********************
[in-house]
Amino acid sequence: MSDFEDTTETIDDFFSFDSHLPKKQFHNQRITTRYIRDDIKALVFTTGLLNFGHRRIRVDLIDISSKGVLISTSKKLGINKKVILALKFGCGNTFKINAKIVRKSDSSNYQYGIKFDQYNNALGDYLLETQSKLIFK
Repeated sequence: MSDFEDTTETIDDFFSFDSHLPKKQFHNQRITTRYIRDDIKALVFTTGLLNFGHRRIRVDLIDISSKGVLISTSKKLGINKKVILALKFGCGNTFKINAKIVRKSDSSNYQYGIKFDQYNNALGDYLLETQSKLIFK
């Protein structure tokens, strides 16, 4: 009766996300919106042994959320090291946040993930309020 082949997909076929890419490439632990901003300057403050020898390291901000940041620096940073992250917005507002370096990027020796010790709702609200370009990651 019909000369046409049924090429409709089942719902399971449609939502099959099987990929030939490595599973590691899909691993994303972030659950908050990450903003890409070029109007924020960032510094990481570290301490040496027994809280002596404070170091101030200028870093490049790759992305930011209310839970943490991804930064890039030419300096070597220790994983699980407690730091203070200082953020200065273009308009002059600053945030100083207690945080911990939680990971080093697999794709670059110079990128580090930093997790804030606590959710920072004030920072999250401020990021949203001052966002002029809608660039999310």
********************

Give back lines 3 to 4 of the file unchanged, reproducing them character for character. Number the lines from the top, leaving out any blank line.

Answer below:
Repeated sequence: MSDFEDTTETIDDFFSFDSHLPKKQFHNQRITTRYIRDDIKALVFTTGLLNFGHRRIRVDLIDISSKGVLISTSKKLGINKKVILALKFGCGNTFKINAKIVRKSDSSNYQYGIKFDQYNNALGDYLLETQSKLIFK
């Protein structure tokens, strides 16, 4: 009766996300919106042994959320090291946040993930309020 082949997909076929890419490439632990901003300057403050020898390291901000940041620096940073992250917005507002370096990027020796010790709702609200370009990651 019909000369046409049924090429409709089942719902399971449609939502099959099987990929030939490595599973590691899909691993994303972030659950908050990450903003890409070029109007924020960032510094990481570290301490040496027994809280002596404070170091101030200028870093490049790759992305930011209310839970943490991804930064890039030419300096070597220790994983699980407690730091203070200082953020200065273009308009002059600053945030100083207690945080911990939680990971080093697999794709670059110079990128580090930093997790804030606590959710920072004030920072999250401020990021949203001052966002002029809608660039999310």